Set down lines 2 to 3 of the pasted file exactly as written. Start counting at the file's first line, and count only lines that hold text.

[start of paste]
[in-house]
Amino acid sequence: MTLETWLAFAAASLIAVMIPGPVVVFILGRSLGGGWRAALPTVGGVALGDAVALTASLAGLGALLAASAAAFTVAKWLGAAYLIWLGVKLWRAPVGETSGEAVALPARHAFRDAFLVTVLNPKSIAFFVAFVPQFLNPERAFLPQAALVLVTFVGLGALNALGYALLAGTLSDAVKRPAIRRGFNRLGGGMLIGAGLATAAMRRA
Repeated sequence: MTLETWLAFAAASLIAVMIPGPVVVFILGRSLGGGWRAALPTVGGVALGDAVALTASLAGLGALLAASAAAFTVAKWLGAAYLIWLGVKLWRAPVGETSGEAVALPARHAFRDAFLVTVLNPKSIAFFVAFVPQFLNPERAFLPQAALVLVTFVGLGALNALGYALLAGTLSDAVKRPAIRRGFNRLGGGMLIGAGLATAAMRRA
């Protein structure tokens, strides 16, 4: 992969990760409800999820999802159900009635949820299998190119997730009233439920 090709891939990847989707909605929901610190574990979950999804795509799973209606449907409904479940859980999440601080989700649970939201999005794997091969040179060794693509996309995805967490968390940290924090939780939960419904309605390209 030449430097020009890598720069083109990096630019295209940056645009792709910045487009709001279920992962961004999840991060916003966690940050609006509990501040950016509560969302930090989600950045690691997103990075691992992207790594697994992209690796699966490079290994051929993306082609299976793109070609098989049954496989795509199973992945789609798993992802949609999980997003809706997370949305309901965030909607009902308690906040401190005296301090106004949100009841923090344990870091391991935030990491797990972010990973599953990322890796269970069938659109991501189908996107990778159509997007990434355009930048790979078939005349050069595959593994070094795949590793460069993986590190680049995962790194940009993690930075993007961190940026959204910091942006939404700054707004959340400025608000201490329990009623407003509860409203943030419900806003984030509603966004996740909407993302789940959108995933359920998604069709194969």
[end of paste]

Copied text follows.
Amino acid sequence: MTLETWLAFAAASLIAVMIPGPVVVFILGRSLGGGWRAALPTVGGVALGDAVALTASLAGLGALLAASAAAFTVAKWLGAAYLIWLGVKLWRAPVGETSGEAVALPARHAFRDAFLVTVLNPKSIAFFVAFVPQFLNPERAFLPQAALVLVTFVGLGALNALGYALLAGTLSDAVKRPAIRRGFNRLGGGMLIGAGLATAAMRRA
Repeated sequence: MTLETWLAFAAASLIAVMIPGPVVVFILGRSLGGGWRAALPTVGGVALGDAVALTASLAGLGALLAASAAAFTVAKWLGAAYLIWLGVKLWRAPVGETSGEAVALPARHAFRDAFLVTVLNPKSIAFFVAFVPQFLNPERAFLPQAALVLVTFVGLGALNALGYALLAGTLSDAVKRPAIRRGFNRLGGGMLIGAGLATAAMRRA